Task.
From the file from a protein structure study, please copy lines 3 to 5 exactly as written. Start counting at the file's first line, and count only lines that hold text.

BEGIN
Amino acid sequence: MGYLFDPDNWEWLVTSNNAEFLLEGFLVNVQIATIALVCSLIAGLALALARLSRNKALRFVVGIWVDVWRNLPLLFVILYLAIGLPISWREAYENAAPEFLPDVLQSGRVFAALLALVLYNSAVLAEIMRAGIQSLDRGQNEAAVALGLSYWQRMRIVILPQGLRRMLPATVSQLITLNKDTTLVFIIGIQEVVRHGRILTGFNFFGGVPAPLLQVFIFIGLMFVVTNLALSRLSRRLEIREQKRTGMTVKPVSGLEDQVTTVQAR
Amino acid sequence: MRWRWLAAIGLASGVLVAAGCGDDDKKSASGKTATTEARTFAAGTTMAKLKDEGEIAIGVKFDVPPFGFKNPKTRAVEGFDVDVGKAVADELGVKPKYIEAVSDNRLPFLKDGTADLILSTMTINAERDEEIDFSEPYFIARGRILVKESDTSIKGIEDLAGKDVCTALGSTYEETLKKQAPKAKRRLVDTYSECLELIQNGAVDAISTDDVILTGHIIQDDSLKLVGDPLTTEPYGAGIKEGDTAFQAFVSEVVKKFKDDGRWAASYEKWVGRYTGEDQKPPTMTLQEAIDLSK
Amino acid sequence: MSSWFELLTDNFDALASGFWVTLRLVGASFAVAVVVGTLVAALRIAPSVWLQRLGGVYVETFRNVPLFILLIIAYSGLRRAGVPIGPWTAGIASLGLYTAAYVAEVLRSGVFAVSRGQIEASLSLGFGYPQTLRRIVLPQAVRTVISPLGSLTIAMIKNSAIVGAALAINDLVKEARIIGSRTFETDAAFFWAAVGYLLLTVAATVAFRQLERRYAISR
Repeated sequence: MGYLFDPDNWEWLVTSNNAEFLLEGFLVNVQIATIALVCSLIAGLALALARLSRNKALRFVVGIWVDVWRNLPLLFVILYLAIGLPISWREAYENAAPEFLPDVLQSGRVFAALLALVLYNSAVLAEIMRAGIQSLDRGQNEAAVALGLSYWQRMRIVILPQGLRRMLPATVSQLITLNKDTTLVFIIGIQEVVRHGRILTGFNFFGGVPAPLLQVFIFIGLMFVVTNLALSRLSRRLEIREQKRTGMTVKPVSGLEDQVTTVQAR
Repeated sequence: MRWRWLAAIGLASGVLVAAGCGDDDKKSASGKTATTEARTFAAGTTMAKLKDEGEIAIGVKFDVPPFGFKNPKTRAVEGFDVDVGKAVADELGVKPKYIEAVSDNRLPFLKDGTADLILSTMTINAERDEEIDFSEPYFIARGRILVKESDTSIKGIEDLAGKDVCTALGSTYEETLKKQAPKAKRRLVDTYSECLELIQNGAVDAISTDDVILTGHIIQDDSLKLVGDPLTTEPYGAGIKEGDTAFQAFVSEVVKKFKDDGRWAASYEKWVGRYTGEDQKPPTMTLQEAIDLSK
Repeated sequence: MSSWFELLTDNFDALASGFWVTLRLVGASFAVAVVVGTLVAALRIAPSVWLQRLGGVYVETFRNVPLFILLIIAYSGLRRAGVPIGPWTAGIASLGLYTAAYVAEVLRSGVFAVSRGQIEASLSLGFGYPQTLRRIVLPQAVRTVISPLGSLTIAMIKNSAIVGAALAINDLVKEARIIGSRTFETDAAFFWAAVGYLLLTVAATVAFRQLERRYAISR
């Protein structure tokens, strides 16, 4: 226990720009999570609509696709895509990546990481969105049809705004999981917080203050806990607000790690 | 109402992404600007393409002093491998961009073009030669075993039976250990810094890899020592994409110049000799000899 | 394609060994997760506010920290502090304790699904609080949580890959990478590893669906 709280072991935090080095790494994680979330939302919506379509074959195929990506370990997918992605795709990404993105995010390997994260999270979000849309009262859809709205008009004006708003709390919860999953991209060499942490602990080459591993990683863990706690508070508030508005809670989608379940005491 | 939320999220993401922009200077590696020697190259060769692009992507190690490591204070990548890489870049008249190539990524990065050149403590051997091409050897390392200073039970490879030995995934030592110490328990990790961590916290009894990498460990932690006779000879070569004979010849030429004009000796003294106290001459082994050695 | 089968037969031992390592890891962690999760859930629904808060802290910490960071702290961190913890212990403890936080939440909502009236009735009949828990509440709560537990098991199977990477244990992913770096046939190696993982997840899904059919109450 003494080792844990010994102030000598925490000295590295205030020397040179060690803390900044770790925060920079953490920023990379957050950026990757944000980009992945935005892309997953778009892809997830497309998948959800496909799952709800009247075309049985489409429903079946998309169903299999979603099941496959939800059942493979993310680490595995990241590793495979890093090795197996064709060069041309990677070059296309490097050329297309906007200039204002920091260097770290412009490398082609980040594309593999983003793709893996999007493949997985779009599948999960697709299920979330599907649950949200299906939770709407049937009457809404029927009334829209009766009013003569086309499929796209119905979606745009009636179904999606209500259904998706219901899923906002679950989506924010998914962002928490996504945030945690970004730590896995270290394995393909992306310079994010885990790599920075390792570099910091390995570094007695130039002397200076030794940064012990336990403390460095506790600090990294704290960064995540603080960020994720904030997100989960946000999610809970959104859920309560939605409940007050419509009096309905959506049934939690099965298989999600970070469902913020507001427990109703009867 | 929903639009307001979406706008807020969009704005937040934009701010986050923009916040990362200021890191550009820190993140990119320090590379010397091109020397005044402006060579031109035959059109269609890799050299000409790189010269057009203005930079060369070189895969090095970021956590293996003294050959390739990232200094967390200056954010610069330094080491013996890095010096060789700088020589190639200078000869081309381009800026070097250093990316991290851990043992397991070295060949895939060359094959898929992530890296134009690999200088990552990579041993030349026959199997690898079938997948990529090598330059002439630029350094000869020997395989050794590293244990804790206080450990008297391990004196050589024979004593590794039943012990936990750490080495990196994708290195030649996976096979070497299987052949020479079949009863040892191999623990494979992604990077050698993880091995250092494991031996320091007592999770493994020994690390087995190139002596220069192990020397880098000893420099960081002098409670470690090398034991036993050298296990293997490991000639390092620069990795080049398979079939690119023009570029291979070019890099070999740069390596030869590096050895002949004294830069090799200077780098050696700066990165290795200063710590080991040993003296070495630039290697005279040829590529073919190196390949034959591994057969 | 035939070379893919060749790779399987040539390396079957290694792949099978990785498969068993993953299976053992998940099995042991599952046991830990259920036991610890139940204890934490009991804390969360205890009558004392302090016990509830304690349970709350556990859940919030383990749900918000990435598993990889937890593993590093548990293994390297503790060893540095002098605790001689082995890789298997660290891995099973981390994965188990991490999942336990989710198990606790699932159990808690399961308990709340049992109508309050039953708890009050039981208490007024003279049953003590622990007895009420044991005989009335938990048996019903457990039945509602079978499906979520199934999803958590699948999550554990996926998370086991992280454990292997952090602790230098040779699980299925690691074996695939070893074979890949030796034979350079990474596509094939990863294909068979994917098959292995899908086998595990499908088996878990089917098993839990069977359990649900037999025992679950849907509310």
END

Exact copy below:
Amino acid sequence: MSSWFELLTDNFDALASGFWVTLRLVGASFAVAVVVGTLVAALRIAPSVWLQRLGGVYVETFRNVPLFILLIIAYSGLRRAGVPIGPWTAGIASLGLYTAAYVAEVLRSGVFAVSRGQIEASLSLGFGYPQTLRRIVLPQAVRTVISPLGSLTIAMIKNSAIVGAALAINDLVKEARIIGSRTFETDAAFFWAAVGYLLLTVAATVAFRQLERRYAISR
Repeated sequence: MGYLFDPDNWEWLVTSNNAEFLLEGFLVNVQIATIALVCSLIAGLALALARLSRNKALRFVVGIWVDVWRNLPLLFVILYLAIGLPISWREAYENAAPEFLPDVLQSGRVFAALLALVLYNSAVLAEIMRAGIQSLDRGQNEAAVALGLSYWQRMRIVILPQGLRRMLPATVSQLITLNKDTTLVFIIGIQEVVRHGRILTGFNFFGGVPAPLLQVFIFIGLMFVVTNLALSRLSRRLEIREQKRTGMTVKPVSGLEDQVTTVQAR
Repeated sequence: MRWRWLAAIGLASGVLVAAGCGDDDKKSASGKTATTEARTFAAGTTMAKLKDEGEIAIGVKFDVPPFGFKNPKTRAVEGFDVDVGKAVADELGVKPKYIEAVSDNRLPFLKDGTADLILSTMTINAERDEEIDFSEPYFIARGRILVKESDTSIKGIEDLAGKDVCTALGSTYEETLKKQAPKAKRRLVDTYSECLELIQNGAVDAISTDDVILTGHIIQDDSLKLVGDPLTTEPYGAGIKEGDTAFQAFVSEVVKKFKDDGRWAASYEKWVGRYTGEDQKPPTMTLQEAIDLSK